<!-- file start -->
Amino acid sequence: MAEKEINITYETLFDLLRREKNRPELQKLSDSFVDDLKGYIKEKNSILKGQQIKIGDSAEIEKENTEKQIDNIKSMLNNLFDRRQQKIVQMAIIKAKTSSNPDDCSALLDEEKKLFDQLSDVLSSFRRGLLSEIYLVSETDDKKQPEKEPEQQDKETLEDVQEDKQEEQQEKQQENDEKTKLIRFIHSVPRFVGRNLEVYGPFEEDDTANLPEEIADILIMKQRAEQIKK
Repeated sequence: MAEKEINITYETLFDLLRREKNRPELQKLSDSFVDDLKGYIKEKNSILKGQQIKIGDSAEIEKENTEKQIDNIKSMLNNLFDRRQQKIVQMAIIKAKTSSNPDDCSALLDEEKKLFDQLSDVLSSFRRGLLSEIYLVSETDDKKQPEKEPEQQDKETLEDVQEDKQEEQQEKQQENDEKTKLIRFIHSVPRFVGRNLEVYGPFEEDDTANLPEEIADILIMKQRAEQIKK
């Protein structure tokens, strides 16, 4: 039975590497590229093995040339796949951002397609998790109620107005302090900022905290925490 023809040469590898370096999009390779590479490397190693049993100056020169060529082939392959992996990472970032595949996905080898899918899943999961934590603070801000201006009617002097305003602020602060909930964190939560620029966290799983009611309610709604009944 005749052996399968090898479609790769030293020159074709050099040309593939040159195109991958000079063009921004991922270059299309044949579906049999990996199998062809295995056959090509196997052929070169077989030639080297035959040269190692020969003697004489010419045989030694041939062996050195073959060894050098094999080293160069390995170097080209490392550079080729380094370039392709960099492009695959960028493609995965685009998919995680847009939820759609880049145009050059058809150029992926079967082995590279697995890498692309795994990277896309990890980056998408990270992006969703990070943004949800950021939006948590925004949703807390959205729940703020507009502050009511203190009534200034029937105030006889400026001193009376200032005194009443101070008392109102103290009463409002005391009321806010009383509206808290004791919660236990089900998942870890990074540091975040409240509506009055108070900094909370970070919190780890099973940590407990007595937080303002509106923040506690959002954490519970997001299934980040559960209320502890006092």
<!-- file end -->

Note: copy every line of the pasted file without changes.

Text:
Amino acid sequence: MAEKEINITYETLFDLLRREKNRPELQKLSDSFVDDLKGYIKEKNSILKGQQIKIGDSAEIEKENTEKQIDNIKSMLNNLFDRRQQKIVQMAIIKAKTSSNPDDCSALLDEEKKLFDQLSDVLSSFRRGLLSEIYLVSETDDKKQPEKEPEQQDKETLEDVQEDKQEEQQEKQQENDEKTKLIRFIHSVPRFVGRNLEVYGPFEEDDTANLPEEIADILIMKQRAEQIKK
Repeated sequence: MAEKEINITYETLFDLLRREKNRPELQKLSDSFVDDLKGYIKEKNSILKGQQIKIGDSAEIEKENTEKQIDNIKSMLNNLFDRRQQKIVQMAIIKAKTSSNPDDCSALLDEEKKLFDQLSDVLSSFRRGLLSEIYLVSETDDKKQPEKEPEQQDKETLEDVQEDKQEEQQEKQQENDEKTKLIRFIHSVPRFVGRNLEVYGPFEEDDTANLPEEIADILIMKQRAEQIKK
């Protein structure tokens, strides 16, 4: 039975590497590229093995040339796949951002397609998790109620107005302090900022905290925490 023809040469590898370096999009390779590479490397190693049993100056020169060529082939392959992996990472970032595949996905080898899918899943999961934590603070801000201006009617002097305003602020602060909930964190939560620029966290799983009611309610709604009944 005749052996399968090898479609790769030293020159074709050099040309593939040159195109991958000079063009921004991922270059299309044949579906049999990996199998062809295995056959090509196997052929070169077989030639080297035959040269190692020969003697004489010419045989030694041939062996050195073959060894050098094999080293160069390995170097080209490392550079080729380094370039392709960099492009695959960028493609995965685009998919995680847009939820759609880049145009050059058809150029992926079967082995590279697995890498692309795994990277896309990890980056998408990270992006969703990070943004949800950021939006948590925004949703807390959205729940703020507009502050009511203190009534200034029937105030006889400026001193009376200032005194009443101070008392109102103290009463409002005391009321806010009383509206808290004791919660236990089900998942870890990074540091975040409240509506009055108070900094909370970070919190780890099973940590407990007595937080303002509106923040506690959002954490519970997001299934980040559960209320502890006092």